Beyond the billions: Seven big picture thoughts on the Spending Review

By Matthew Elliott and Dr Clive Black

There is a scene in the new season of Netflix’s The Crown which imagines the conversation between the Queen and Michael Fagan, the intruder who broke into Buckingham Palace and entered Her Majesty’s bedroom in 1982. Fagan decries the £3 billion “wasted” on the Falklands War and says the money would have been better spent alleviating the record levels of unemployment. That scene came to mind when the Chancellor delivered his Spending Review yesterday. At what point did £3 billion stop seeming like a lot of money?

Getting through the coronavirus pandemic is set to cost the country £280 billion. The Government is allocating “an initial £18 billion” for testing, PPE and vaccines next year, and over £2 billion subsidising the rail networks. Inflation accounts for some of this increase (£3 billion in 1982 equals roughly £11 billion now), but it is still a sign of the times when only five of Rishi Sunak’s spending announcements were in the £millions, compared to 39 in the £billions.

And with public sector net borrowing set to hit a record £394 billion this year (almost four times higher than when it first broke the £100 billion barrier in 2008/09 (after the Great Financial Crisis), the argument about how, when and who brings the country’s finances under control is clearly going to define the rest of this parliament.

Readers can find the full details of the Spending Review elsewhere. In this note, we share seven bigger picture thoughts on the Chancellor’s statement, the key questions for the Budget (likely to be in March 2021), and the politicians determining our economic future.

1. The Chancellor’s big focus was on jobs

With the economy set to contract by 11.3 per cent this year – the largest fall in output for 300 years – it is sadly unsurprising that unemployment is expected to rise to a peak of 7.5 per cent (2.6 million people) in the second quarter of next year. From the end of March 2021, the Job Retention Scheme will no longer provide a cushion, so the Chancellor will be hoping that the spending on jobs he announced yesterday, combined with the arrival of a coronavirus vaccine and further easing of the lockdown, will minimise the number of people made unemployed.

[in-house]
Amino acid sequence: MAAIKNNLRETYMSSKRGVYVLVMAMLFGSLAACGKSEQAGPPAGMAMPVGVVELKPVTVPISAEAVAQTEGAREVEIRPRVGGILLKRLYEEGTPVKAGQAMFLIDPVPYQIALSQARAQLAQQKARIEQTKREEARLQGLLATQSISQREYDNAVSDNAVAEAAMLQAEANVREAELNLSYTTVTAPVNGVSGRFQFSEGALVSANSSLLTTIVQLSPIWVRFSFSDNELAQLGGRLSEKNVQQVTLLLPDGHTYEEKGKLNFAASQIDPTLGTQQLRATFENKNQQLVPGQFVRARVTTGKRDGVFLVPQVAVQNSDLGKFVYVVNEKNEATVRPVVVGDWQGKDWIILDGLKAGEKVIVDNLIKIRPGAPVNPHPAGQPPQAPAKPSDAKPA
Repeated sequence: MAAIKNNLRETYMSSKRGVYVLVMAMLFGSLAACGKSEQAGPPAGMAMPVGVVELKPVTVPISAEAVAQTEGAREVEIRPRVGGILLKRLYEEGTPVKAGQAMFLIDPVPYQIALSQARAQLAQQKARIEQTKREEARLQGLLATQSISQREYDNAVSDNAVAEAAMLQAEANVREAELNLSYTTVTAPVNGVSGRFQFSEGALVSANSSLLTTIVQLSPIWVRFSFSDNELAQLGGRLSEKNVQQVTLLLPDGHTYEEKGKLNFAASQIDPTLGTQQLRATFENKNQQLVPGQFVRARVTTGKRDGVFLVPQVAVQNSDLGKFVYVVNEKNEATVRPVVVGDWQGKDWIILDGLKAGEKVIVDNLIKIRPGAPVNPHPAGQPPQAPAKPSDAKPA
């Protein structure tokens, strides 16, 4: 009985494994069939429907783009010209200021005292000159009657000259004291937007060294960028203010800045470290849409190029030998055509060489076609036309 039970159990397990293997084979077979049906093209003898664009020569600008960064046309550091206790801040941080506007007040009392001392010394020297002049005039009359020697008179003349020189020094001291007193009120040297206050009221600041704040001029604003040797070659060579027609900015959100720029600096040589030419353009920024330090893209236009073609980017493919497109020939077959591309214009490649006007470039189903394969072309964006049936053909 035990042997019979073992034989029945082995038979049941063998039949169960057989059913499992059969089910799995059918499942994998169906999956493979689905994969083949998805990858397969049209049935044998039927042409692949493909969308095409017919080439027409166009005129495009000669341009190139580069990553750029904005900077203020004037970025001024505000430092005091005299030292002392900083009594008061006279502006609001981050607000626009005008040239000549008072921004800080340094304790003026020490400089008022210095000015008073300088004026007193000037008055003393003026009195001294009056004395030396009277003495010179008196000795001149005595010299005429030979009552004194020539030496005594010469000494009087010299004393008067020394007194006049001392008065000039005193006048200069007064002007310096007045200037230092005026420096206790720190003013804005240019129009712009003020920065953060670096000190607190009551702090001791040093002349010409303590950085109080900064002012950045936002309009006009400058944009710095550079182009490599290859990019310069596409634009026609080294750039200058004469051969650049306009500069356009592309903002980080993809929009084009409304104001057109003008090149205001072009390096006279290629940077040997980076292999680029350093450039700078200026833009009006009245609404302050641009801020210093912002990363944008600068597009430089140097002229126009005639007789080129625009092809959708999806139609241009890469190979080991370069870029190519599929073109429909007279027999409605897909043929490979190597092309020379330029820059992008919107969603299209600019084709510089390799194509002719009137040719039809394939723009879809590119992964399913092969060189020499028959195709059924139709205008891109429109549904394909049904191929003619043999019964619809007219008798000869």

It is very good news that UK unemployment is lower than in Italy, France, Spain, Canada and the United States – and Rishi Sunak’s decisive intervention earlier in the year undoubtedly contributed to that – but as the Chancellor said in his statement: “Our health emergency is not yet over. And our economic emergency has only just begun.”

2. The tough choices on spending have begun

As ever, Rishi Sunak’s delivery was pitch perfect, but as some commentators noted, it felt like the Treasury couldn’t decide whether the message was “tighten belts” or “we’re still spending”, so we were provided with a bit of each in turn. But this perfectly illustrates how the Spending Review is pivoting from the “whatever it takes” commitment in the initial stages of the pandemic, to the budget tightening that will inevitably come next year. We are already seeing those trade-offs.

Last week saw record increases in defence spending in the Integrated Review. This week saw the 0.7 per cent commitment for international aid shaved to 0.5 per cent, which will only go up again “when the fiscal situation allows”. It didn’t escape people’s attention that both sums are roughly equal. Spending was shifted from international aid to defence. The nation’s credit card is being restricted and the tough choices on spending have begun.